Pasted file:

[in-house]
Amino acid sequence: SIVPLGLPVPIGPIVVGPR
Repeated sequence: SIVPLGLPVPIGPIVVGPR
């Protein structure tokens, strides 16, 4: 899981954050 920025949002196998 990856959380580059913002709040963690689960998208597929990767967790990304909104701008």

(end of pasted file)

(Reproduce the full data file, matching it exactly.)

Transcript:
[in-house]
Amino acid sequence: SIVPLGLPVPIGPIVVGPR
Repeated sequence: SIVPLGLPVPIGPIVVGPR
């Protein structure tokens, strides 16, 4: 899981954050 920025949002196998 990856959380580059913002709040963690689960998208597929990767967790990304909104701008």